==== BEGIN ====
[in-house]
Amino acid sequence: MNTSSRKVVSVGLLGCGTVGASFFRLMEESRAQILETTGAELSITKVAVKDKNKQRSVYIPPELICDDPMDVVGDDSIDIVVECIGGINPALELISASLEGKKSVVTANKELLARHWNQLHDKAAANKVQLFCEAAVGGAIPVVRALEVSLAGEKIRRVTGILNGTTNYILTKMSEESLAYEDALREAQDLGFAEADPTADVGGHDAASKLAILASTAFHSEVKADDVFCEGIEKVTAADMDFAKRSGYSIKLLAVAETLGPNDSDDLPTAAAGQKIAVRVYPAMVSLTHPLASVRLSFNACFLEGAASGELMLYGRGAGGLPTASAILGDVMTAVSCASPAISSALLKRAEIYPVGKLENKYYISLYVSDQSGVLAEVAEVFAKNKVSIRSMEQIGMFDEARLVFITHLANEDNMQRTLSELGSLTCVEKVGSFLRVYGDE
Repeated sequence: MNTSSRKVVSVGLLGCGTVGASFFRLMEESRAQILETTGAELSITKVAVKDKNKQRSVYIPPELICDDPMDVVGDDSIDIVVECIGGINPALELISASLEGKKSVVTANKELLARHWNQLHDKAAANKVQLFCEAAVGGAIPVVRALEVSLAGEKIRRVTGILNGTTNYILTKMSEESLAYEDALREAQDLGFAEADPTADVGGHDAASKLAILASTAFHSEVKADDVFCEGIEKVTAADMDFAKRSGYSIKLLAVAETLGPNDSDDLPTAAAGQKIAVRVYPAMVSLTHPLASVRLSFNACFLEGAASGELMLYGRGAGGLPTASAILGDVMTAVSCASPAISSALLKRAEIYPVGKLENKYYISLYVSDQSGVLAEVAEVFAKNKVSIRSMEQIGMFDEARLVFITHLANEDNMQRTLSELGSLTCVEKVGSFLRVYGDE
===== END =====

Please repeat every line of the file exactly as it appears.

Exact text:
[in-house]
Amino acid sequence: MNTSSRKVVSVGLLGCGTVGASFFRLMEESRAQILETTGAELSITKVAVKDKNKQRSVYIPPELICDDPMDVVGDDSIDIVVECIGGINPALELISASLEGKKSVVTANKELLARHWNQLHDKAAANKVQLFCEAAVGGAIPVVRALEVSLAGEKIRRVTGILNGTTNYILTKMSEESLAYEDALREAQDLGFAEADPTADVGGHDAASKLAILASTAFHSEVKADDVFCEGIEKVTAADMDFAKRSGYSIKLLAVAETLGPNDSDDLPTAAAGQKIAVRVYPAMVSLTHPLASVRLSFNACFLEGAASGELMLYGRGAGGLPTASAILGDVMTAVSCASPAISSALLKRAEIYPVGKLENKYYISLYVSDQSGVLAEVAEVFAKNKVSIRSMEQIGMFDEARLVFITHLANEDNMQRTLSELGSLTCVEKVGSFLRVYGDE
Repeated sequence: MNTSSRKVVSVGLLGCGTVGASFFRLMEESRAQILETTGAELSITKVAVKDKNKQRSVYIPPELICDDPMDVVGDDSIDIVVECIGGINPALELISASLEGKKSVVTANKELLARHWNQLHDKAAANKVQLFCEAAVGGAIPVVRALEVSLAGEKIRRVTGILNGTTNYILTKMSEESLAYEDALREAQDLGFAEADPTADVGGHDAASKLAILASTAFHSEVKADDVFCEGIEKVTAADMDFAKRSGYSIKLLAVAETLGPNDSDDLPTAAAGQKIAVRVYPAMVSLTHPLASVRLSFNACFLEGAASGELMLYGRGAGGLPTASAILGDVMTAVSCASPAISSALLKRAEIYPVGKLENKYYISLYVSDQSGVLAEVAEVFAKNKVSIRSMEQIGMFDEARLVFITHLANEDNMQRTLSELGSLTCVEKVGSFLRVYGDE